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Habeas corpus. Before Judge Geer. Miller Superior Court. April 25, 1955.
HEAD, Justice.
The trial judge erred in awarding permanent custody of the minor child to the paternal grandmother.
In a habeas corpus proceeding instituted by the mother against the father to recover the custody of the parties' two-year-old child, it appears that the trial court entered three separate orders. In the first order it was recited that the case came on for a hearing and for good reason was continued until February 19, and that in the meantime temporary custody of the child was awarded to the paternal grandmother. This order was signed on February 5, 1955.
On February 19 the trial judge entered an order reciting that, after hearing evidence and after consideration of the issues, temporary custody was awarded to the mother. It was stated in this order that the court reserved authority to issue a final order on the fourth Monday in April.
On April 25 an order was entered awarding the permanent custody of the child to the paternal grandmother. The mother excepts to this order.
The father in his answer sought to have custody of the minor child awarded to his mother. He admitted in his testimony that he was not entitled to custody of the child. Without detailing his various delinquencies, his admissions were in accord with the evidence before the court. The contest as to custody of the child was therefore between the mother of the child and the paternal grandmother. Under these facts the mother would have the legal right of custody provided this right had not been lost in one of the ways recognized by law.
In Monk v. McDaniel, 116 Ga. 108 (4) (42 S. E. 360), it was held: "While the judge upon the hearing of a writ of habeas corpus for the detention of a child is vested with a discretion in determining to whom its custody shall be given, such discretion should be governed by the rules of law and be exercised in favor of the party having the legal right, unless the evidence shows that the interest and welfare of the child justify the judge in awarding its custody to another." See also Miller v. Wallace, 76 Ga. 479 (2 Am. St. R. 48); Lamar v. Harris, 117 Ga. 993, 997 (44 S. E. 866); Sloan v. Jones, 130 Ga. 836 (62 S. E. 21); McDowell v. Gould, 166 Ga. 670, 672 (3) (144 S. E. 206); Girtman v. Girtman, 191 Ga. 173, 181 (11 S. E. 2d 782); Chapin v. Cummings, 191 Ga. 408, 413 (12 S. E. 2d 312); Shope v. Singleton, 196 Ga. 506 (27 S. E. 2d 26); Hill v. Rivers, 200 Ga. 354 (37 S. E. 2d 386); Lucas v. Smith, 201 Ga. 834 (41 S. E. 2d 527); Sherrill v. Sherrill, 202 Ga. 288, 291 (42 S. E. 2d 921); Waldrup v. Crane, 203 Ga. 388 (46 S. E. 2d 919); Peeples v. Newman, 209 Ga. 53, 57 (70 S. E. 2d 749).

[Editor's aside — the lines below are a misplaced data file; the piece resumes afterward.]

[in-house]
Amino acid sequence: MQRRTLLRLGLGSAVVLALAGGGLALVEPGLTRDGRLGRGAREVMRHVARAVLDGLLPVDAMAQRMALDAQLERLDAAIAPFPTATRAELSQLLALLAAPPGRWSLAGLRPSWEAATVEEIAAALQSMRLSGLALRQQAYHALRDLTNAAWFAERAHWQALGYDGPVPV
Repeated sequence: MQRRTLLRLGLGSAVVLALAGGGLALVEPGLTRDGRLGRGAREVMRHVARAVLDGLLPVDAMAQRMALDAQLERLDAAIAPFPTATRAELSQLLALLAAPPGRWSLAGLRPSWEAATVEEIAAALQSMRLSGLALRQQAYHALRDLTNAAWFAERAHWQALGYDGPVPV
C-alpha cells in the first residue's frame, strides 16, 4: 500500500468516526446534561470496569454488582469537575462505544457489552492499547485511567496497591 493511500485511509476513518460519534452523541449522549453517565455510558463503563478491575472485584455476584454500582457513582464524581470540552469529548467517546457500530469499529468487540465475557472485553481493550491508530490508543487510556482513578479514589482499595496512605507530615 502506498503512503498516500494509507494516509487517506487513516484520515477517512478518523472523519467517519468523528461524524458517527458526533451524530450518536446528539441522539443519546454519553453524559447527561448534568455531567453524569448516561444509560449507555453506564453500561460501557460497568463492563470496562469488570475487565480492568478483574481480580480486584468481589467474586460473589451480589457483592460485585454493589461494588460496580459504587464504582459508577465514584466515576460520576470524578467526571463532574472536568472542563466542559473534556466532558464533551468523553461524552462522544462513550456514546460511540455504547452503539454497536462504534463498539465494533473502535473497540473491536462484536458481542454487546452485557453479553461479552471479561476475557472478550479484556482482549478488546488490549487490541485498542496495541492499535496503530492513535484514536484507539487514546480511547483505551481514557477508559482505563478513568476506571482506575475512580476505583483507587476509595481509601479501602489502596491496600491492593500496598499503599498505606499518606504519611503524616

As to the respective abilities of the paternal grandmother and the mother to care for the child financially, the evidence in each instance is without conflict. There was no evidence that the grandmother owned any property or had any income. She was at all times while the matter was before the court residing in the home of one James Mason, where she had three rooms. It appears from the testimony of the grandmother that, under her contract with Mason (whose wife had left him), it was her duty to be in the home at night with Mason's minor children, his employment being at night. The father of the child was likewise residing in the Mason home. The paternal grandfather does not own a home or any property and spends much of his time in the State of Florida, where he is employed in various jobs. On the date of the final hearing, there was testimony that the father had rented a small apartment which he intended to turn over to his father and mother. It appears from the testimony of the grandmother that the apartment was too small to include lodgings for her son, the father of the child, as a member of the household, but that he might obtain his meals there if he would reside elsewhere.
The testimony as to the home of the mother shows that she was residing in the home of her brother-in-law. She was employed by her brother-in-law as cashier in his place of business, and was paid $30 per week, plus room and board for herself and child. The evidence showed that the home of the brother-in-law in Tennessee is located in a good neighborhood, and that he is a successful businessman, and willing for the mother to reside in his home. It therefore appears that, insofar as residence is concerned, no advantage could be said to favor the grandmother, and particularly is this true since it appears that her wayward son (the father of the child) had been making the home of the grandmother his home, and may continue to do so.